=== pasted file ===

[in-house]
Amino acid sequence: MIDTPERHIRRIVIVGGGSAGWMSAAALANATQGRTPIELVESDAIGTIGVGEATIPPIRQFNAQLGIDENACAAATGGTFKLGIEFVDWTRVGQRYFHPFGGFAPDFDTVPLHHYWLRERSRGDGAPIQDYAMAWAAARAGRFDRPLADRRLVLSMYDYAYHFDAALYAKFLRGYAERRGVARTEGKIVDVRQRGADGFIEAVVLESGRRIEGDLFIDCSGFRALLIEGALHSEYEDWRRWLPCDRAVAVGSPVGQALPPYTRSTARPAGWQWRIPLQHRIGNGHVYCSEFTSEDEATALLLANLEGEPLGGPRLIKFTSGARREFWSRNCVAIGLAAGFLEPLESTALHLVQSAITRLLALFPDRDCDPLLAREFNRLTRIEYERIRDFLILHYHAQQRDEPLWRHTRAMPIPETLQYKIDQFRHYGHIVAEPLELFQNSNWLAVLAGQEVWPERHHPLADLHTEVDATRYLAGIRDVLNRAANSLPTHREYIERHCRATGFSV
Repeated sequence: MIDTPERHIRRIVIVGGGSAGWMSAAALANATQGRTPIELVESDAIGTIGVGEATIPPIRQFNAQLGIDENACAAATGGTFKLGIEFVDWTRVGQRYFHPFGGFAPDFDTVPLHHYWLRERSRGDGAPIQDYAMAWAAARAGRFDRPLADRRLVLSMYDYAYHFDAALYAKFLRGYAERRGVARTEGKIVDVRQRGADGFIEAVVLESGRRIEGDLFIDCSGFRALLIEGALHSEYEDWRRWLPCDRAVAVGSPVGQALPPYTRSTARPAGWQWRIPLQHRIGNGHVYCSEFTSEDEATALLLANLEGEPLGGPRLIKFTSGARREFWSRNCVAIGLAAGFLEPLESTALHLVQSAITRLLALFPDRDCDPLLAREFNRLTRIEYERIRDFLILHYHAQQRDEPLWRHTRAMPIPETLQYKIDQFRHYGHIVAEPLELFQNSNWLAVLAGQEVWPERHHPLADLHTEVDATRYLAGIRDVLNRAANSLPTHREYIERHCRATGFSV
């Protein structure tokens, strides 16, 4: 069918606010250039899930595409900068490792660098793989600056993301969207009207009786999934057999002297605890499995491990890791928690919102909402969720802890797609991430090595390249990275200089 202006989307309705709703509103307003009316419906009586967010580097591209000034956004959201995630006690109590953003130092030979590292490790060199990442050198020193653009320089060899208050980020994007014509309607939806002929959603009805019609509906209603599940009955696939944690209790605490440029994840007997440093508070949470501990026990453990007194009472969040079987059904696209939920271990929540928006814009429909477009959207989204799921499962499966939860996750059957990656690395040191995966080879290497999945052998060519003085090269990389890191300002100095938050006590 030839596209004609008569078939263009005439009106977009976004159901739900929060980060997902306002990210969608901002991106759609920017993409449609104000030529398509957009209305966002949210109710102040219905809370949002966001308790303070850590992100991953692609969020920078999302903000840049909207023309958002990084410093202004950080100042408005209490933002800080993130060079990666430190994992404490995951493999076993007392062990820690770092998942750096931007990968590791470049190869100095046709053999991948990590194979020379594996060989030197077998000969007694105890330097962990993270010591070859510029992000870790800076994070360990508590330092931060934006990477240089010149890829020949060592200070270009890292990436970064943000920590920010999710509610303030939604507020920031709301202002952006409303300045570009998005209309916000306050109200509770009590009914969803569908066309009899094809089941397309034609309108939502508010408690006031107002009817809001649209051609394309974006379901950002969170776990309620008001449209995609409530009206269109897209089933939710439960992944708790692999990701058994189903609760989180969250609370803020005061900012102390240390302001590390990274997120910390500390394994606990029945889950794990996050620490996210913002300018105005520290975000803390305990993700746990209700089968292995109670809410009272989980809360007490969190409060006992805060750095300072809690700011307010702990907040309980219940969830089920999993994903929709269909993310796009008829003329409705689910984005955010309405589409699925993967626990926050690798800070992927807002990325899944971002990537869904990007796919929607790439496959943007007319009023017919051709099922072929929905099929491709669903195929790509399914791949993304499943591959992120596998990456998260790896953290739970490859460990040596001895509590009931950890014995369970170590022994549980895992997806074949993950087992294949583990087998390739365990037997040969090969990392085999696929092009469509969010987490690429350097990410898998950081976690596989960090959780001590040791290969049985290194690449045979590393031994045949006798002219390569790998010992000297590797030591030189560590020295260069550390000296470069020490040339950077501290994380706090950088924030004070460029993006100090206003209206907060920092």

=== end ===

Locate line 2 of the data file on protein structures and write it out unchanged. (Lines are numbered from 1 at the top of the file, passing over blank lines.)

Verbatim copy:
Amino acid sequence: MIDTPERHIRRIVIVGGGSAGWMSAAALANATQGRTPIELVESDAIGTIGVGEATIPPIRQFNAQLGIDENACAAATGGTFKLGIEFVDWTRVGQRYFHPFGGFAPDFDTVPLHHYWLRERSRGDGAPIQDYAMAWAAARAGRFDRPLADRRLVLSMYDYAYHFDAALYAKFLRGYAERRGVARTEGKIVDVRQRGADGFIEAVVLESGRRIEGDLFIDCSGFRALLIEGALHSEYEDWRRWLPCDRAVAVGSPVGQALPPYTRSTARPAGWQWRIPLQHRIGNGHVYCSEFTSEDEATALLLANLEGEPLGGPRLIKFTSGARREFWSRNCVAIGLAAGFLEPLESTALHLVQSAITRLLALFPDRDCDPLLAREFNRLTRIEYERIRDFLILHYHAQQRDEPLWRHTRAMPIPETLQYKIDQFRHYGHIVAEPLELFQNSNWLAVLAGQEVWPERHHPLADLHTEVDATRYLAGIRDVLNRAANSLPTHREYIERHCRATGFSV